Objective While activities of daily living are by definition preserved in mild cognitive impairment (MCI), there is evidence of poorer instrumental activities of daily living (IADL) functioning in MCI compared to normal ageing. The aims of the present study were to examine differences in IADL between individuals with MCI and cognitively normal elderly, and to examine the relationships of IADL with cognitive functions. Methods The sample of 762 community-living participants aged 70-90 were assessed with a comprehensive neuropsychological test battery and with the informant-completed Bayer-Activities of Daily Living Scale (B-ADL). Results Compared to cognitively normal individuals, the MCI group was rated as having more difficulties on the B-ADL and performed worse on cognitive tests. Factor analysis of the B-ADL items yielded two factors, which were labelled 'high cognitive demand' (HCD) and 'low cognitive demand' (LCD). Individuals with MCI scored worse than cognitively normal participants on the HCD factor but similarly on the LCD factor. Men were rated as having more difficulties on the HCD, but not the LCD, factor compared to women. The HCD factor score correlated significantly with all five cognitive domains measured, but the LCD factor correlated significantly only with attention/processing speed and to a lesser extent with executive function. Conclusions Having more difficulties in IADL, especially those with higher demand on cognitive capacities, was found to be associated with MCI and overall cognitive functioning. This has implications for the definition of MCI, as lack of functional impairment is generally used as a criterion for diagnosis.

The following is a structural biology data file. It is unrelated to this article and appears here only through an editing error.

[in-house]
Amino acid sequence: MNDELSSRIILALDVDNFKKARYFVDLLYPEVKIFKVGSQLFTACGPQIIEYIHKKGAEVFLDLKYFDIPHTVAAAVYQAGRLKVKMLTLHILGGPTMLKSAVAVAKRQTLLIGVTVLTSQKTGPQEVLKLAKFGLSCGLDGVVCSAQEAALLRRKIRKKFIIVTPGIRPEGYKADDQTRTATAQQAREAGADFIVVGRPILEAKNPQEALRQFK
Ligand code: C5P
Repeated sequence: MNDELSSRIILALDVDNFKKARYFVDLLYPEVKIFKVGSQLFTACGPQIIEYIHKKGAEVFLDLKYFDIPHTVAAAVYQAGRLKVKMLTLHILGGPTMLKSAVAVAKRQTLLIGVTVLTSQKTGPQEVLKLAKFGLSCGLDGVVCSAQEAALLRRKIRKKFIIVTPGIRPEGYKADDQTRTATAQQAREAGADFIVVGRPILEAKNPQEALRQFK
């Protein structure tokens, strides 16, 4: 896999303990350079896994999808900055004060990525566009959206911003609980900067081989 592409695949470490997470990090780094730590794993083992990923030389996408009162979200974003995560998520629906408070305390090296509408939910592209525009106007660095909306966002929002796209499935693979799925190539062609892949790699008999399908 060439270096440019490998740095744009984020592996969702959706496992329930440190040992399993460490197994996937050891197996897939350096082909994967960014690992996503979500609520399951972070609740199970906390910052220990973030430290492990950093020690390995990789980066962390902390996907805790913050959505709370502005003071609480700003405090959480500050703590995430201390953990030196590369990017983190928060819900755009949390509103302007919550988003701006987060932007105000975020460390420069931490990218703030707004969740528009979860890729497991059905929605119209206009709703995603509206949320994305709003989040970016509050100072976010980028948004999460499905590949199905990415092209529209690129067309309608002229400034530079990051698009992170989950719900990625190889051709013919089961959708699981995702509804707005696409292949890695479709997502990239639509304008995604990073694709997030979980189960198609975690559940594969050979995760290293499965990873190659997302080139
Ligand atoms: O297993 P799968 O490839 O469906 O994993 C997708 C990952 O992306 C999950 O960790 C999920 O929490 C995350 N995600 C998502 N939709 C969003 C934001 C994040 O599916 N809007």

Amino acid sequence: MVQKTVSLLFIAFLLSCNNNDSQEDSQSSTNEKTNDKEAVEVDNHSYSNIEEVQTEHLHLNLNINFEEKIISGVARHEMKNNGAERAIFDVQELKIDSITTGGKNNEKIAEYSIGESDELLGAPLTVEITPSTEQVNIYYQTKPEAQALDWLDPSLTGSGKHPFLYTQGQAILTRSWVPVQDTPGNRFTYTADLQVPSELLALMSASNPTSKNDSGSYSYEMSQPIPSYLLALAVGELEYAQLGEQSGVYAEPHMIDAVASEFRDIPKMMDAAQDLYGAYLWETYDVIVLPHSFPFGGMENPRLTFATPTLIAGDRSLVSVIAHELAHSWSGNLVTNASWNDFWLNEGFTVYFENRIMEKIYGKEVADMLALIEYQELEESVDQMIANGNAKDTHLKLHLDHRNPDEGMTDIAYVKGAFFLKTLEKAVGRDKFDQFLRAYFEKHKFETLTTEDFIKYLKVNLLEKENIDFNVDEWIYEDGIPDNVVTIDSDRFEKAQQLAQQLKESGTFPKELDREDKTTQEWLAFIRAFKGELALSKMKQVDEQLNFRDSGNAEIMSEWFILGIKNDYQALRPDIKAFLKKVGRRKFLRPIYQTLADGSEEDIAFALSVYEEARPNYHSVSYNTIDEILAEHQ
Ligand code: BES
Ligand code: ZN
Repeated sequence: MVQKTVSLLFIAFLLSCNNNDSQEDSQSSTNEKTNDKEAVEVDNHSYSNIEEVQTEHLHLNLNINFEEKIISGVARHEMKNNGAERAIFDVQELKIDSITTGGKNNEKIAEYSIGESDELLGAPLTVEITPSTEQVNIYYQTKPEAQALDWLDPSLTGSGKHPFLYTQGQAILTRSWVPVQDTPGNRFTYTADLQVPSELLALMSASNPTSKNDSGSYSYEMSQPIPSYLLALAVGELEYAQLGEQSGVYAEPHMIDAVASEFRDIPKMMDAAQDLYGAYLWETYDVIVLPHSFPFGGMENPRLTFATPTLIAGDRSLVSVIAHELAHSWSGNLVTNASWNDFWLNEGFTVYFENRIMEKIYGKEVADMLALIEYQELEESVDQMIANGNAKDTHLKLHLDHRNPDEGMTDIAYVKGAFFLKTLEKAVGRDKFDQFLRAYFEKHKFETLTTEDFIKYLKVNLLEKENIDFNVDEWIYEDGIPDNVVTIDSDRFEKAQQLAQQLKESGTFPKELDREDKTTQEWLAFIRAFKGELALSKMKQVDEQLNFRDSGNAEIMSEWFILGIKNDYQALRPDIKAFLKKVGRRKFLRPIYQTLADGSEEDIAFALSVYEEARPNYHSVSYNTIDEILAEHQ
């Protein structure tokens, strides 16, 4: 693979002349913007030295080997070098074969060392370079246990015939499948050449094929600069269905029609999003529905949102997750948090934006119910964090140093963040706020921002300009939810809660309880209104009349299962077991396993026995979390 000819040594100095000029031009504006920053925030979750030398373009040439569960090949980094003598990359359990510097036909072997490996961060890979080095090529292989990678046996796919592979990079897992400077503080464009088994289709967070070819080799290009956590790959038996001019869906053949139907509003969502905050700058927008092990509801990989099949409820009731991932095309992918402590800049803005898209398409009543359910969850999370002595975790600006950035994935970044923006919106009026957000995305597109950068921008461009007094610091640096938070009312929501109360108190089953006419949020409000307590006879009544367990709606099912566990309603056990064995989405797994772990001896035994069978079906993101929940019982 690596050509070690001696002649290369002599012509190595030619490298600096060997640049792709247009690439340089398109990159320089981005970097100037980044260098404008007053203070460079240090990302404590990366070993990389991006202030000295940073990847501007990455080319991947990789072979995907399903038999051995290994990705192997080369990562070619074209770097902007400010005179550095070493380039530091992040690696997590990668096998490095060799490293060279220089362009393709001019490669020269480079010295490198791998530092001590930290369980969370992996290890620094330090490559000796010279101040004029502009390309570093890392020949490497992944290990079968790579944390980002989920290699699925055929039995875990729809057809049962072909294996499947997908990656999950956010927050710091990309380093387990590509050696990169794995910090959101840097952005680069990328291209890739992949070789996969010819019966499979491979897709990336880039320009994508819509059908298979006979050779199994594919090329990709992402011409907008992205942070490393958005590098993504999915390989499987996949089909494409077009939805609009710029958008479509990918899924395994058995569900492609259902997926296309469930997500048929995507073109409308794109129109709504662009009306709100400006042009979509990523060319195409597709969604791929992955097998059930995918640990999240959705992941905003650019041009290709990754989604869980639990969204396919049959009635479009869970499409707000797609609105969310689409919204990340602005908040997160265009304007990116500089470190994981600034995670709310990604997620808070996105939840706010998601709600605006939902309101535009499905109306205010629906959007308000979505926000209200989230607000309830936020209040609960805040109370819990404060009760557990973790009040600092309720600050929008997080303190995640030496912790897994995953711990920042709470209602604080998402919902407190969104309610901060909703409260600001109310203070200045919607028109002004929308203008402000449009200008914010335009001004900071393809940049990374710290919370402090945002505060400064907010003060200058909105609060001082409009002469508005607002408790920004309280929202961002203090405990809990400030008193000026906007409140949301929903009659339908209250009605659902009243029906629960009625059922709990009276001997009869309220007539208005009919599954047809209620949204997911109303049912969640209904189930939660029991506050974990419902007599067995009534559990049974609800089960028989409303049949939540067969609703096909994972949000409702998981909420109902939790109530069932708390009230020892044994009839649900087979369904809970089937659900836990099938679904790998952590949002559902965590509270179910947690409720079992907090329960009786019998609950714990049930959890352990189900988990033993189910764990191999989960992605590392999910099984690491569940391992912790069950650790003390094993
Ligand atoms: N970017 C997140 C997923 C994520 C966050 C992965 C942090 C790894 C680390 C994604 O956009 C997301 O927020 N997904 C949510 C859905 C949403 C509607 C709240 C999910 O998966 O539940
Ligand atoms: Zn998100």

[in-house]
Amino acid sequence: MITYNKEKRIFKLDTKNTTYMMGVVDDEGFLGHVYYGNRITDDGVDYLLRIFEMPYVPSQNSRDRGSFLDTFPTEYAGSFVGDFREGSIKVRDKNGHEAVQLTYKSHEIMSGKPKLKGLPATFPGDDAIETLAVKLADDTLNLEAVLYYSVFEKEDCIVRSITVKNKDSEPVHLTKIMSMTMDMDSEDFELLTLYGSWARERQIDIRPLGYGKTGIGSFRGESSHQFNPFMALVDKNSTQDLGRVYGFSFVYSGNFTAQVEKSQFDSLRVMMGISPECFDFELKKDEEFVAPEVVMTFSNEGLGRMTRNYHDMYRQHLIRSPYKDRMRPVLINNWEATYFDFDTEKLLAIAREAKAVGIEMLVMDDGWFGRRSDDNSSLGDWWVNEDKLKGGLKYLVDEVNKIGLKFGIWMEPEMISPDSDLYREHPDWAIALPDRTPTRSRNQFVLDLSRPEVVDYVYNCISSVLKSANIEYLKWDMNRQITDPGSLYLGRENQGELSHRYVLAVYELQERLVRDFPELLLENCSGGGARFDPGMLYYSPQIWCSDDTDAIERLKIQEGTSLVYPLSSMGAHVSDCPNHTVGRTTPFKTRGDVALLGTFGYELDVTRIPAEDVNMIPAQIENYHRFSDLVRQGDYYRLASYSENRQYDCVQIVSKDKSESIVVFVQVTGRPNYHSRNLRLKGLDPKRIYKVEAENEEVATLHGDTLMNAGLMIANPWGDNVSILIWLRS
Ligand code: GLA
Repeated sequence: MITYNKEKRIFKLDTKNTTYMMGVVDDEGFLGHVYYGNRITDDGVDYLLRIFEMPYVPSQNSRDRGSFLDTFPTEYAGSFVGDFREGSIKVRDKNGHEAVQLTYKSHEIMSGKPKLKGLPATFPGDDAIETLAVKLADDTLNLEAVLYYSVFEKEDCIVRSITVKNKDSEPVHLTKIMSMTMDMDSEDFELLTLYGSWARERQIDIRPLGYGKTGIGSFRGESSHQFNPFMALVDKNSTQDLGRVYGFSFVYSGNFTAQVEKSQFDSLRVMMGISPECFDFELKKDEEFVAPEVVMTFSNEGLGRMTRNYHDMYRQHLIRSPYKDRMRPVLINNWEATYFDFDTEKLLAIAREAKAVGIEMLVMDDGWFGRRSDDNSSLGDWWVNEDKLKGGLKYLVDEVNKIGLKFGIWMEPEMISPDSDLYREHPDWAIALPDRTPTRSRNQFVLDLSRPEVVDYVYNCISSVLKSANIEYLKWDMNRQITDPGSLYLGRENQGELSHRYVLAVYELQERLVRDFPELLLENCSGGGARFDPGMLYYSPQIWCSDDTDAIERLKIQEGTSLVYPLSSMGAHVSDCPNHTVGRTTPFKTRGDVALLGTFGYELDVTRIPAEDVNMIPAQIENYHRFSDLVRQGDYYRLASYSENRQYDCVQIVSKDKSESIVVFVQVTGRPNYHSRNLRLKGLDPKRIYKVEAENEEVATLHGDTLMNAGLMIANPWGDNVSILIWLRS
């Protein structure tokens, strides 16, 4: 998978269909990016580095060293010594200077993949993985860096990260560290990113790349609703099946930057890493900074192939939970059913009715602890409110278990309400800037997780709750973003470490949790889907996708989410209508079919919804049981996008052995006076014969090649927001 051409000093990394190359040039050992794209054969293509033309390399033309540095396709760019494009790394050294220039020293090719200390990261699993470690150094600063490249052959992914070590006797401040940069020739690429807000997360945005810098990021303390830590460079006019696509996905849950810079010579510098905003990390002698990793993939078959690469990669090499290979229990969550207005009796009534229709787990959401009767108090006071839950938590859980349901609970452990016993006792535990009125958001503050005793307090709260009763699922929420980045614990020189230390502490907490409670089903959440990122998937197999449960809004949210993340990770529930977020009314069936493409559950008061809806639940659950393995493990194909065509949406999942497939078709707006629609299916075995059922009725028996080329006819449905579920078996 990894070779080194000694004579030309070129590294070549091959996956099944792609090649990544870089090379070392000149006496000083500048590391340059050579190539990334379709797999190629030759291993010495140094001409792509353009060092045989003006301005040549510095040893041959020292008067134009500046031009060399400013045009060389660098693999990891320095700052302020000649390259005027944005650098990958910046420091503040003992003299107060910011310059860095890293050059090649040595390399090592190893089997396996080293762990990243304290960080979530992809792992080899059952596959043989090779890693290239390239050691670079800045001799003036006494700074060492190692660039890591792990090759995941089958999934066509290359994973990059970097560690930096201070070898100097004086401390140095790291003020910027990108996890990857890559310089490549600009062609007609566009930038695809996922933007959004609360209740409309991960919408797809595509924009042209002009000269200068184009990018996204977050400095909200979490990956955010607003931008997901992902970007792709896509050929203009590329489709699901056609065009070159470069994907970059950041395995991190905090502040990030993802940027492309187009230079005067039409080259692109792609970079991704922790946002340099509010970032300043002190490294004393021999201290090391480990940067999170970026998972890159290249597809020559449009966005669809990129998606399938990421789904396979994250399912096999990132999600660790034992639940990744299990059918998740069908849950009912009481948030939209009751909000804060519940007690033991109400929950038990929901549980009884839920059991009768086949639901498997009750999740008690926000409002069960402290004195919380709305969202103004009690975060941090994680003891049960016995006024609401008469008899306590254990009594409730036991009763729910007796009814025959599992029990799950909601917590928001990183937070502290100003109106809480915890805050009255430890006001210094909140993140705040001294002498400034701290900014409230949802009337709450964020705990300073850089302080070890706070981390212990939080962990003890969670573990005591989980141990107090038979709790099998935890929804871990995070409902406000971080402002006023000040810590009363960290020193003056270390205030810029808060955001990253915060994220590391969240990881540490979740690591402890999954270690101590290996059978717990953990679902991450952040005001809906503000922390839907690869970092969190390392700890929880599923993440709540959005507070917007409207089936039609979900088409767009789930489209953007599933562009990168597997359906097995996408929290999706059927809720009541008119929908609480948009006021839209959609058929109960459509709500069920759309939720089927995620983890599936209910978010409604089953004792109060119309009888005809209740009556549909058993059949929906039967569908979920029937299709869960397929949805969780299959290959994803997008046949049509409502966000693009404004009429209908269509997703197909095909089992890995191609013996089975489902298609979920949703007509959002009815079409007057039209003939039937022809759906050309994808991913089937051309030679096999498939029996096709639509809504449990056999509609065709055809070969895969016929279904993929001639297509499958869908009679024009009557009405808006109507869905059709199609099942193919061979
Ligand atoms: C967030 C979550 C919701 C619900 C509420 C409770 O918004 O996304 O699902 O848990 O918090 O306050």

- Bayer Activities of Daily Living Scale
- instrumental activities of daily living (IADL)
- mild cognitive impairment (MCI)